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Did you know it IS possible to create accurate schedules? Or that most projects consume 50% of the development time in debug and test, and that it’s not hard to slash that number drastically? Or that we know how to manage the quantitative relationship between complexity and bugs? Learn this and far more at my Better Firmware Faster class, presented at your facility. See https://www.ganssle.com/onsite.htm.
I've posted two new videos:
Episode 2: The Perils of Probing: What's Inside That Scope Probe? Why anyone who uses a scope needs to understand that the probe is far more than a wire.
Episode 3: LabTool: A Fairly-Decent Low-Cost Scope/Logic Analyzer. This is a review of the LabTool USB scope/logic analyzer/function generator.
|Quotes and Thoughts
The number of defects found in production use will be inversely proportional to the percent of defects removed prior to integration, system, and acceptance testing. - Girish Seshagiri
|Tools and Tips
Please submit clever ideas or thoughts about tools, techniques and resources you love or hate. Here are the tool reviews submitted in the past.
Miro Samek has a free set of videos on YouTube which explain the basics (and more) of writing in C for the ARM Cortex-M series of parts. This is one of the more important microprocessor families around today. If you buy the suggested $12.95 board, you can use IAR's free IDE (Miro shows exactly how to obtain and configure it) and work in parallel with the lessons. Unlike other C classes, in this series you'll get exposed to both the C code and what the processor is really doing behind the scenes. That's critical info for any embedded developer. Highly recommended.
We've had no recommendations for FileZilla, so here's a plug for that free FTP tool. It's small, fast, and doesn't continually nag for updates. Linux and Mac versions are available, though I have not used those. It will queue multiple file transfer and can even be configured to limit bandwidth usage. I find FileZilla so useful it's pinned to my task bar. There is a server version available as well, also for free.
Jon Titus had a debugging suggestion:
|On Computing Worst-Case Execution Time
In its early years, Embedded Systems Programming magazine had a very strong anti-vendor bias. They never ran articles or even useful information, other than press releases and ads, from manufacturers. I have always disagreed, thinking that the vendors often know far more about a particular problem than any individual engineer. One does have to strike a balance, of course, between the informational and the self-serving.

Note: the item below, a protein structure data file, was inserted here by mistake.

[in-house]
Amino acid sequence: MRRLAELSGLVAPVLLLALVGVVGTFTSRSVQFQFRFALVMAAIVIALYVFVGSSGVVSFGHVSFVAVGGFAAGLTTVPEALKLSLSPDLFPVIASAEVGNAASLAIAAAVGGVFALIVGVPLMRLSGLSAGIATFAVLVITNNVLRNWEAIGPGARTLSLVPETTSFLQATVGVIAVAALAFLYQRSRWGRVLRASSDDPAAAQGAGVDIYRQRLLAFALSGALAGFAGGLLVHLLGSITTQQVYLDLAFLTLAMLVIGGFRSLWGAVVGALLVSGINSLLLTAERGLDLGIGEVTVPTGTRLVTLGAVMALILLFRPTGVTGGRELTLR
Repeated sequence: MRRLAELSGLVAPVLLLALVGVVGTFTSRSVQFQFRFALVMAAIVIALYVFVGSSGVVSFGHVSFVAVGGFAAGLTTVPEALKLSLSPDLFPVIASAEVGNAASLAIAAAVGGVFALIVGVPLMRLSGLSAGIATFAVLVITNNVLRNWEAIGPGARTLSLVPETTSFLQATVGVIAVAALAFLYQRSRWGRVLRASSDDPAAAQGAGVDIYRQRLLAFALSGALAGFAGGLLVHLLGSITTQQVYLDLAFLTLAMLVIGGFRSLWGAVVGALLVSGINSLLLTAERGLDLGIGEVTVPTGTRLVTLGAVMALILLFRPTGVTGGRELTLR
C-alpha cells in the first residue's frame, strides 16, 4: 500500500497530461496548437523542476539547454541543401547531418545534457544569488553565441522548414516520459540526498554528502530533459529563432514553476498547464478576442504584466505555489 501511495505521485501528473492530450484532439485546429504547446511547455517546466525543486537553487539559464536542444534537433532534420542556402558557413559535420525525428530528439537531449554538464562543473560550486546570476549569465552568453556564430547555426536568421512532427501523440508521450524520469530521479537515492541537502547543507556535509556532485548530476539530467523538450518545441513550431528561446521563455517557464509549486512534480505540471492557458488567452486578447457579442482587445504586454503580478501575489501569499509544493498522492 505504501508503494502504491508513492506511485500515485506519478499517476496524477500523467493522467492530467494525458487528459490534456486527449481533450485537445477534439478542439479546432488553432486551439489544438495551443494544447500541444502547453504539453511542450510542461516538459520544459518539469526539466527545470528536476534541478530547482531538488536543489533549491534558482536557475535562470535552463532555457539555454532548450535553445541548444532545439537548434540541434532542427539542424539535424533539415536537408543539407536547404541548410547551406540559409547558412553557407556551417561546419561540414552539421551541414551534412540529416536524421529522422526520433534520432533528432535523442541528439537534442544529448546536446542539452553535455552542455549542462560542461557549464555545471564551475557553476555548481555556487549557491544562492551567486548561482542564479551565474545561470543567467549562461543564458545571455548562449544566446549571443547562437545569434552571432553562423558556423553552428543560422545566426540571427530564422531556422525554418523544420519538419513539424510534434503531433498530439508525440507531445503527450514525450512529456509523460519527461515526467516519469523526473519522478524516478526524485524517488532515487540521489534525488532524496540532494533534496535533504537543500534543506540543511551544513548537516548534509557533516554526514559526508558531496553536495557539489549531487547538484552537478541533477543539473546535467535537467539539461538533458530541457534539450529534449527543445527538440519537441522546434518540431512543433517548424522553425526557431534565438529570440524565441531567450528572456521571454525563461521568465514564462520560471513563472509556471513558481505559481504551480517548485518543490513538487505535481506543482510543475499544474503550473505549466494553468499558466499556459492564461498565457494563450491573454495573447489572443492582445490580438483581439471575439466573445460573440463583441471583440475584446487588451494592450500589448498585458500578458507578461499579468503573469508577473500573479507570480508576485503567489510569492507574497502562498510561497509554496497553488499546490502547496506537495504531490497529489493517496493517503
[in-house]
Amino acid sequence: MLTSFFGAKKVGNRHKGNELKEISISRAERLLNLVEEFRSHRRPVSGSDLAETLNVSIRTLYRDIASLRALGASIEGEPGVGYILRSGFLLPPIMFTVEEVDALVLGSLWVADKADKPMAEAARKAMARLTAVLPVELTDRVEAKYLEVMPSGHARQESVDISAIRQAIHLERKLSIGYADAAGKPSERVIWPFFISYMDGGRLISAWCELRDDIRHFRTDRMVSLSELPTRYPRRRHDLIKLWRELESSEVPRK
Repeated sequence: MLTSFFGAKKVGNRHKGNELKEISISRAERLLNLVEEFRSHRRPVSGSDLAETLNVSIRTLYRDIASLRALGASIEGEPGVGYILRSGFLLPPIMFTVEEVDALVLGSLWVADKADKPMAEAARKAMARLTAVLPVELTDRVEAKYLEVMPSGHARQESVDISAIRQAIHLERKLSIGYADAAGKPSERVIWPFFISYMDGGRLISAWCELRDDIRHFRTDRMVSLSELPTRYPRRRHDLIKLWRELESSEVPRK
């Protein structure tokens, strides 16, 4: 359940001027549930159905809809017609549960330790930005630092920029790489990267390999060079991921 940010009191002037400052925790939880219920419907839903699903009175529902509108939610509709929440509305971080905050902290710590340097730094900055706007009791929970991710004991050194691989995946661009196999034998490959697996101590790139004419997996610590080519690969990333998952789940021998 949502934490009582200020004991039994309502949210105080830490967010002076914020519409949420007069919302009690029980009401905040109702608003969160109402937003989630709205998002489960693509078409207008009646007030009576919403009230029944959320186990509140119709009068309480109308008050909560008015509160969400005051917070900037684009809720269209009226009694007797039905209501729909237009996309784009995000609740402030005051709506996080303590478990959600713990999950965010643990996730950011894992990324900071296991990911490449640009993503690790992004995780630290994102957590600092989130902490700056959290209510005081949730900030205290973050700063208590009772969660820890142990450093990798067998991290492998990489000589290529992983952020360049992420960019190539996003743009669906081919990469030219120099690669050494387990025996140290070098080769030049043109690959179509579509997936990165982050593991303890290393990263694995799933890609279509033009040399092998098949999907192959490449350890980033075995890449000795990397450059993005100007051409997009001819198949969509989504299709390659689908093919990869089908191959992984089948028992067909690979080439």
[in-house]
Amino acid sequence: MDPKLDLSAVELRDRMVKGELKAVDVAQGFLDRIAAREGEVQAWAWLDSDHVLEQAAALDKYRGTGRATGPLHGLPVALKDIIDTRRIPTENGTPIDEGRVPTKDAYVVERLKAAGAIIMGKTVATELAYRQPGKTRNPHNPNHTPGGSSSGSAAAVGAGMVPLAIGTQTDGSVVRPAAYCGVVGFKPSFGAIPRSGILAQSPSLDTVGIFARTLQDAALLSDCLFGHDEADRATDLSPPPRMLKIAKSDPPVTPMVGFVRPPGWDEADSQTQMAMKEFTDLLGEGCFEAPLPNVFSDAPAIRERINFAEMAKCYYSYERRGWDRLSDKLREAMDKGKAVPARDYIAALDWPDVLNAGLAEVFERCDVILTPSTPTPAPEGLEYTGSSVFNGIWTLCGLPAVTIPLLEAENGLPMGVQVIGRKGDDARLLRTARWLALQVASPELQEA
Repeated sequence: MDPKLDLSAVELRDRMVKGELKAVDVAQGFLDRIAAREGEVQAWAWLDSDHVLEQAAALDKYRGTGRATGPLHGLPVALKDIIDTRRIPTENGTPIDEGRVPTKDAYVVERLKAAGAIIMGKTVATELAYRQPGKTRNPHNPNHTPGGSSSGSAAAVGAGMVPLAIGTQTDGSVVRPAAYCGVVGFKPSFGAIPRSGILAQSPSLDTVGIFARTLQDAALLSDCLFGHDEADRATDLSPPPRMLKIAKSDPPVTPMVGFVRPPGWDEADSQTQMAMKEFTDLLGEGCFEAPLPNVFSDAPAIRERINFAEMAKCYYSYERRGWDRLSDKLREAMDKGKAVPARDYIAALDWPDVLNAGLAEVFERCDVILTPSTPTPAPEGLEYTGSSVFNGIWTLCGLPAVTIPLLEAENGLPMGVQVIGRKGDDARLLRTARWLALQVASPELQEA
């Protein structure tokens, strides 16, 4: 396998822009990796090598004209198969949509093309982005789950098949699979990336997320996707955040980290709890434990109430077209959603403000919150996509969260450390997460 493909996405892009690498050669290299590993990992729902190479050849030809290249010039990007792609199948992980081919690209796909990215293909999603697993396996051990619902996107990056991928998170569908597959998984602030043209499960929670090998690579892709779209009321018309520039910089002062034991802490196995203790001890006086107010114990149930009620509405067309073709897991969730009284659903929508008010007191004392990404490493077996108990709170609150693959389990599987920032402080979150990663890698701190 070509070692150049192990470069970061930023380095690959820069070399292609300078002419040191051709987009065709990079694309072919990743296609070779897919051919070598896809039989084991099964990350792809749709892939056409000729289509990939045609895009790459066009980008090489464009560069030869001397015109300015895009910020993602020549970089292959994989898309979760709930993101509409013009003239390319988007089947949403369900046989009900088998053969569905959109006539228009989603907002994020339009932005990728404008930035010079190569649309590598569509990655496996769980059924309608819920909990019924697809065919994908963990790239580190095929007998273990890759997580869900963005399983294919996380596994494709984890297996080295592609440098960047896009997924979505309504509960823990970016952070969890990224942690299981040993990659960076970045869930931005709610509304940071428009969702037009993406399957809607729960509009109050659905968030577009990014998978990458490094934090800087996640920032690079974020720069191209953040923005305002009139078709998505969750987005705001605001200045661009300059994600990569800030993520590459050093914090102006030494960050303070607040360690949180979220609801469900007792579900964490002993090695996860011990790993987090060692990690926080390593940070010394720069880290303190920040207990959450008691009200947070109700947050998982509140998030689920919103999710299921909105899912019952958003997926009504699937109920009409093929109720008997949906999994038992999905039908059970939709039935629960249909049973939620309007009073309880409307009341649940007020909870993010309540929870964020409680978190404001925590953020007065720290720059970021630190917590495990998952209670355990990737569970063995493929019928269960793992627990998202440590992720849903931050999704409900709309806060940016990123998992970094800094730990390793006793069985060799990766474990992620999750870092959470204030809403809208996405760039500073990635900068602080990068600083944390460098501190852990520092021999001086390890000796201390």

In response to articles in Muses 261 and 262, Andrew Coombes from Rapita had what I feel are very worthwhile thoughts about figuring worst-case execution time, and in this case his affiliation is helpful:
The January issue of The New Yorker has an article titled "The Open-Office Trap" by Maria Konnikova which I recommend for people condemned to an open office arrangement. The article cites studies (unfortunately mostly paywalled) that conclude:
Generalizing is fraught with peril, but in engineering much of our work is defined by deep individual concentration. Interrupts and high noise levels makes that hard.
Open office environments are taking over from the cube farms so many companies use. Robert Propst invented the Action Office, the predecessor to the cube, to reduce interruptions and communications since, in the 60s, most offices featured a big room filled with desks. Propst wanted workers to have individual control over their spaces, and now says "The cubicle-izing of people in modern corporations is monolithic insanity."
Let me know if you’re hiring embedded
engineers. I reserve the right to edit ads to fit the format and intents of this newsletter.
Please keep it to 100 words.
|Joke For The Week
Note: These jokes are archived at www.ganssle.com/jokes.htm.
David Paulson sent this:
"Arguing with an engineer is like wrestling a pig in mud, after a couple hours you realize the pig likes it"
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|About The Embedded Muse
The Embedded Muse is Jack Ganssle's newsletter. Send complaints, comments, and contributions to me at email@example.com.
The Embedded Muse is supported by The Ganssle Group, whose mission is to help embedded folks get better products to market faster.